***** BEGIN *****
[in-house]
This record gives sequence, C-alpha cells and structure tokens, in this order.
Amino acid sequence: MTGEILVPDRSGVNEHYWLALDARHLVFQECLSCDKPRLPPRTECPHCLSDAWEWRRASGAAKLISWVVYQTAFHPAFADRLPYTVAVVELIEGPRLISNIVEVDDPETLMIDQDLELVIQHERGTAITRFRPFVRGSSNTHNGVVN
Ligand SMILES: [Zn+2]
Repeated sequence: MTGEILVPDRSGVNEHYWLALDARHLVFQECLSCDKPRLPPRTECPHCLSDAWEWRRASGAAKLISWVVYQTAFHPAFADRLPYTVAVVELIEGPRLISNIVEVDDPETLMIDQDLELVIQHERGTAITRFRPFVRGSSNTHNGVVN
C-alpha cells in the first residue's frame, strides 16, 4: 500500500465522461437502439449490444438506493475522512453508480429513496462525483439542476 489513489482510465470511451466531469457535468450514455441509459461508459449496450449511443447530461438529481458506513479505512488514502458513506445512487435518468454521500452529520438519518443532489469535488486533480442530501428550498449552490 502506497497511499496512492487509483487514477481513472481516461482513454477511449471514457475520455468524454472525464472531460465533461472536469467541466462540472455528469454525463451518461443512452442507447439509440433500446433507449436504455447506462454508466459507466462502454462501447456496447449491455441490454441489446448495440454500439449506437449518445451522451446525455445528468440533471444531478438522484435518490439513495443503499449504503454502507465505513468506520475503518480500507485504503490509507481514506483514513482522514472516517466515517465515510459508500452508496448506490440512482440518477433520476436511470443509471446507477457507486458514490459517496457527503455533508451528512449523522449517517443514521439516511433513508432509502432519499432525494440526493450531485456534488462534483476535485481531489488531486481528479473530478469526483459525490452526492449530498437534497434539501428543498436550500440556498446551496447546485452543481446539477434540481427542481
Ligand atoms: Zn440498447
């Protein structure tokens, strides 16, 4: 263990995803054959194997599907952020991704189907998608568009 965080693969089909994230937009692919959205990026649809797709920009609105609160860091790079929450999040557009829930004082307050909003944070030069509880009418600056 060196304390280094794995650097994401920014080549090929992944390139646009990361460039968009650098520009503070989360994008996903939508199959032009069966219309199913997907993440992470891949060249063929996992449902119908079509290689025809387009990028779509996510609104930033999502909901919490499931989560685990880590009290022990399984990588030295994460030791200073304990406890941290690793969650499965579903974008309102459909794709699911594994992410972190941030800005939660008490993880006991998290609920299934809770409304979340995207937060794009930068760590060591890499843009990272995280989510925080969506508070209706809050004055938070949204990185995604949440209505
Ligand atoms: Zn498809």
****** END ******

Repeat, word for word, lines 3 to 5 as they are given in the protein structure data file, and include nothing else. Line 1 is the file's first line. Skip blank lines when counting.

Amino acid sequence: MTGEILVPDRSGVNEHYWLALDARHLVFQECLSCDKPRLPPRTECPHCLSDAWEWRRASGAAKLISWVVYQTAFHPAFADRLPYTVAVVELIEGPRLISNIVEVDDPETLMIDQDLELVIQHERGTAITRFRPFVRGSSNTHNGVVN
Ligand SMILES: [Zn+2]
Repeated sequence: MTGEILVPDRSGVNEHYWLALDARHLVFQECLSCDKPRLPPRTECPHCLSDAWEWRRASGAAKLISWVVYQTAFHPAFADRLPYTVAVVELIEGPRLISNIVEVDDPETLMIDQDLELVIQHERGTAITRFRPFVRGSSNTHNGVVN